Yeah, these boots are only seven inches high, but nonetheless, meet the minimum requirement for anything to be worn on my feet: boots. Further, my requirements for boots are that they be well-constructed of quality materials and craftsmanship, and made in countries that do not use low-wage labor working in sweatshops (i.e., China, Indonesia, Pakistan, Philippines) to make them.
While maintaining high standards, I also look for a reasonable price, which for high-end dress boots is difficult, but not out of the question. Occasional sales are offered, or close-out deals become available. That’s how these Allen Edmonds Daltons were selected — a great deal for about half the full MSRP.
When I first pulled on these puppies and struggled to lace them up (generally I avoid laced footwear due to the time required to lace them right — I’m a guy who just likes to pull on his boots and go)… I was horrified to hear very loud SQUEAK SQUEAK SQUEAK with each step. No way was I going to wear these things to the office and attract attention due to their awfully loud squeaking!
But I found a solution to resolve that squeaking once-and-for-all, and thought I would share it here… more after the jump.
The problem with high-end dress boots is related to how well they are made. These boots are lined with good quality leather and are made of fine calfskin. Unfortunately, when the tongue of the boot is compressed against the interior leather lining, these leather components rub against each other and produce a very loud, distinctive squeaking noise.
I went on line and to the Allen Edmonds website to find suggestions. The manufacturer showed complaints about squeaking on some of their comments, so I knew that I was not the only one experiencing this problem. The company representative who responded to some of the complaints recommended to apply leather conditioner and break the boots in by walking in them. He said that “eventually” the squeak would go away.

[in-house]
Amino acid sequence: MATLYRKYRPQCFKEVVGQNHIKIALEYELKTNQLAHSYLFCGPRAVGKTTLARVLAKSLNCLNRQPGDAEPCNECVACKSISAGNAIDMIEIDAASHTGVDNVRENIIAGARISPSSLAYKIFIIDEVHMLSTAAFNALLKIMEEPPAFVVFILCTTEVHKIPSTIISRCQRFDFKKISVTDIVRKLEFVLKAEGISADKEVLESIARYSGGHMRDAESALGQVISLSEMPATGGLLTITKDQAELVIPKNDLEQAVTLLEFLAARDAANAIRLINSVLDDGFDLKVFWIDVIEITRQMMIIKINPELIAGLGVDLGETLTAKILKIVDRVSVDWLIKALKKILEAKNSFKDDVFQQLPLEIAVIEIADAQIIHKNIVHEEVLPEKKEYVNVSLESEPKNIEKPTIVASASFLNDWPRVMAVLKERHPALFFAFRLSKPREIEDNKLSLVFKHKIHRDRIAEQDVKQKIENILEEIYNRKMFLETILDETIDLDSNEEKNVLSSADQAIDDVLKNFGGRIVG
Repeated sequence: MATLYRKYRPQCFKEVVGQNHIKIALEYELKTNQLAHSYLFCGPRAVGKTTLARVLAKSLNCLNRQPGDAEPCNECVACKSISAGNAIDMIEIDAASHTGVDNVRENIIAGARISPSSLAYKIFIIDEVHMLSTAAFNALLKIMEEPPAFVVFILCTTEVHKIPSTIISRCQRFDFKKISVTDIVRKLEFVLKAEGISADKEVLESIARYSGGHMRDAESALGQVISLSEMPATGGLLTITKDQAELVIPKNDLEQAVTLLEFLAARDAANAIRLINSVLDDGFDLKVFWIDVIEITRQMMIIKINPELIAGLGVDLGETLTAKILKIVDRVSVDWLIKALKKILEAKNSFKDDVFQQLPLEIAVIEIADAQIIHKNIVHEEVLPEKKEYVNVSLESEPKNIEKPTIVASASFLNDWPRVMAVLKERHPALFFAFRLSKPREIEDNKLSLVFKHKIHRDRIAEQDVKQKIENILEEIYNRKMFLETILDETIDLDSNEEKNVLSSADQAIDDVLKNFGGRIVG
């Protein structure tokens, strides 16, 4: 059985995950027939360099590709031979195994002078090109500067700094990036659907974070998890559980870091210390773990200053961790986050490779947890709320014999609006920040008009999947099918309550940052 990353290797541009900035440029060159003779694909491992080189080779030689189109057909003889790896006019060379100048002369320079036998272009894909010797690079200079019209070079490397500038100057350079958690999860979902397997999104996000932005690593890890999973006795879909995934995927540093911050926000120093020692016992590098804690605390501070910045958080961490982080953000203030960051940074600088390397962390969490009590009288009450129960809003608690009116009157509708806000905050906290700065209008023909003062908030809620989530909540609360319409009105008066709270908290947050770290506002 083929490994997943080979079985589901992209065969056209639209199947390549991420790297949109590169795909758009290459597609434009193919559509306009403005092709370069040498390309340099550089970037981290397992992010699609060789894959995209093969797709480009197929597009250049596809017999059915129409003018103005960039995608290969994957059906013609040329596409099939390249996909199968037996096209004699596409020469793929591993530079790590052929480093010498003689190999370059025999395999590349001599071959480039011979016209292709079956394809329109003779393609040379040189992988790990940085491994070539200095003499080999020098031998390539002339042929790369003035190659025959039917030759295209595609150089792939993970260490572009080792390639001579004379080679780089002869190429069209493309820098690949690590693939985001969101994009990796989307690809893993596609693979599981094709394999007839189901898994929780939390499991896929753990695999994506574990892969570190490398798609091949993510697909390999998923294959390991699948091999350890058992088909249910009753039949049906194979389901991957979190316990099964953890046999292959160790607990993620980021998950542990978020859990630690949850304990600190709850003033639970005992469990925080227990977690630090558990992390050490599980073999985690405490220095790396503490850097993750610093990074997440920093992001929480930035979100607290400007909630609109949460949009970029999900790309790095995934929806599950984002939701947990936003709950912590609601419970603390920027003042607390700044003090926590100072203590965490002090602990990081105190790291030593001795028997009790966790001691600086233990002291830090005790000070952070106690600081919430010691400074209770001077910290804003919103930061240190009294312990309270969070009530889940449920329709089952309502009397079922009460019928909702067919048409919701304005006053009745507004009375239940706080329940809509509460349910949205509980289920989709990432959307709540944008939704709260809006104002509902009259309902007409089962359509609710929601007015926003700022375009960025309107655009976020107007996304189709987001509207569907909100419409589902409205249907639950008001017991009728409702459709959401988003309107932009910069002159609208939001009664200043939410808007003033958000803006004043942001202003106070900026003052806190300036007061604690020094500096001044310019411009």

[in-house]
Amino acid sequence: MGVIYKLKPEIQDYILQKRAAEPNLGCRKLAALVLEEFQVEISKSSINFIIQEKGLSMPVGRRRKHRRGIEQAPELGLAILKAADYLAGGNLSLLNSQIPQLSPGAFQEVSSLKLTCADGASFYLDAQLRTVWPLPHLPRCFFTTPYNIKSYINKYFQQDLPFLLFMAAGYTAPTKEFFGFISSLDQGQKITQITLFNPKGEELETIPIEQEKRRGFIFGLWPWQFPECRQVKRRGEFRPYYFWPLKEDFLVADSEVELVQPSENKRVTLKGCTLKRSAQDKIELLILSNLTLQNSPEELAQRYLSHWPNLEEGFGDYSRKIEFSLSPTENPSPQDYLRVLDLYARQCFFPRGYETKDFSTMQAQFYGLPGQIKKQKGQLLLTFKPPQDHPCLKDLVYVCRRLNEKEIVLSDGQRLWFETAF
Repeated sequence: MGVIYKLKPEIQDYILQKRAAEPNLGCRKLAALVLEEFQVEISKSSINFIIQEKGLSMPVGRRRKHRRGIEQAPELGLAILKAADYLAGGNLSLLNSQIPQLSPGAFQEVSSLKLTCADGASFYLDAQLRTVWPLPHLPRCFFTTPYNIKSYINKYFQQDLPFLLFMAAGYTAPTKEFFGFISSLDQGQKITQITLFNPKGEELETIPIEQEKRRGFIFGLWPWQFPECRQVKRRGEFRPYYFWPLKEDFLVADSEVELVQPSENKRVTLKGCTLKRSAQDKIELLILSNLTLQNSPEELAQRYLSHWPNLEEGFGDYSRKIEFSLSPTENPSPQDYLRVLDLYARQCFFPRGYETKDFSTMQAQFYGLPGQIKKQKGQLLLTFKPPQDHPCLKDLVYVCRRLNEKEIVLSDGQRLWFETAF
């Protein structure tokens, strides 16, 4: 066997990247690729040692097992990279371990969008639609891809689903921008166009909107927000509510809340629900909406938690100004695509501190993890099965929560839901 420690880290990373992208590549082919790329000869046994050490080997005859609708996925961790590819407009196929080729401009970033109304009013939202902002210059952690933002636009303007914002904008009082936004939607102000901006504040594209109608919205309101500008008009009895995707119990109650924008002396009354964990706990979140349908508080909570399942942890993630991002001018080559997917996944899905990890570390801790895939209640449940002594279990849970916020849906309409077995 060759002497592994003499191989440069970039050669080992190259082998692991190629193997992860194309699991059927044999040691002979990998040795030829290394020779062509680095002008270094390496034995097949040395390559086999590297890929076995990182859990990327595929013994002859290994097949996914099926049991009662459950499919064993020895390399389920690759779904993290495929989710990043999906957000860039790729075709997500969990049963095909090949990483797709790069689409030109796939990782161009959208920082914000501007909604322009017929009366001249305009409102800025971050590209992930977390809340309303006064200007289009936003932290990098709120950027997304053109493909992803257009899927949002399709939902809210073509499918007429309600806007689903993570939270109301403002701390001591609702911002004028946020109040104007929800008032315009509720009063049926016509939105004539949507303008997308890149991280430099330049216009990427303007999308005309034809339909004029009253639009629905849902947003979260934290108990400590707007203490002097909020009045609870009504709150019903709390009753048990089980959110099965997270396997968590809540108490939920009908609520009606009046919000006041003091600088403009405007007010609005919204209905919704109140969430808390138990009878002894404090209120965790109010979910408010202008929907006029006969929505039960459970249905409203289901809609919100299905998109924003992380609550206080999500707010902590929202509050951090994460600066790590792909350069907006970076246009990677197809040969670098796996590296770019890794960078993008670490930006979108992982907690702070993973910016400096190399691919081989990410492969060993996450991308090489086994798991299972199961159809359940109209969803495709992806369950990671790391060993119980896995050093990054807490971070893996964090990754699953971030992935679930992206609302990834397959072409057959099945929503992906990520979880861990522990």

I’m a busy guy. I don’t have time for “eventually.” I want the problem fixed now. No way would I wear those things around the house to break them in and wait for “eventually” to happen.
Since I am a get-it-done-guy and also have experience with resolving squeaking leather from some of my leather jeans and leather motorcycle jackets squeaking, I realized that the squeaking was caused by friction of leather that is compressed together, sticking to itself, and then when enough pressure causes the leather to release from how it was stuck together, one would hear a loud noise — a high-pitched, nails-on-the-chalkboard SQUEAAAAAAAAKKKK!
So this became a physics problem. How to reduce friction. A-ha! Lubricant!
Leather conditioner has very little lubricating properties. Actually, the best leather conditioners add moisture to the leather to aid in retaining its soft, supple condition. That is not really what is needed to eliminate rubbing-leather squeaks.
After another few minutes of over-analyzing the situation, I took a break to prepare a waffle for breakfast. As I prepared the waffle iron for the batter, I looked at the can of vegetable cooking spray I was holding in my hand and using on the waffle iron and said to myself, “why not try this?”
I carefully separated the tongue of those Allen Edmonds boots from the leather lining, and pointed the vegetable oil spray at the interior leather lining and gave it a few very short sprays on both sides of each boot’s leather lining.
I rubbed a paper towel on the inside of the boot after spraying them with the cooking spray to remove excess and over-applied oil.
I sat down and ate my waffle. After that, I laced up those boots (struggling again to get the laces even over and over again)… and then took several steps. Quiet.
I walked around the house. Quiet. NO SQUEAKING!
Did something so simple really fix it? How long would it last? How long before that dreaded squeaking returns?
Well… I wore those boots to work and rode the subway into the city to attend and speak at a high-level briefing. I had to walk about 20 blocks from the Metro to the location of the briefing. Certainly walking 20 blocks would easily break in those short boots. And it did!
When I arrived home later that evening, my feet felt fine — the boots fit well and remained comfortable all day. (My regular cotton/wool/nylon thick socks helped with boot comfort when having to walk that much on city streets.)
And best yet — no squeaking! I have worn these boots to work about once a week since I treated them with vegetable oil spray, and these boots have not squeaked one squeak.
I’m sure the company would question using vegetable cooking spray like I did on their boots, but it works. Immediately — no waiting for “eventually.” So chalk it up to a “guy-thing” or the experience of a “boot and leather dude” who has studied physics.
Life is short: wear boots that do not squeak!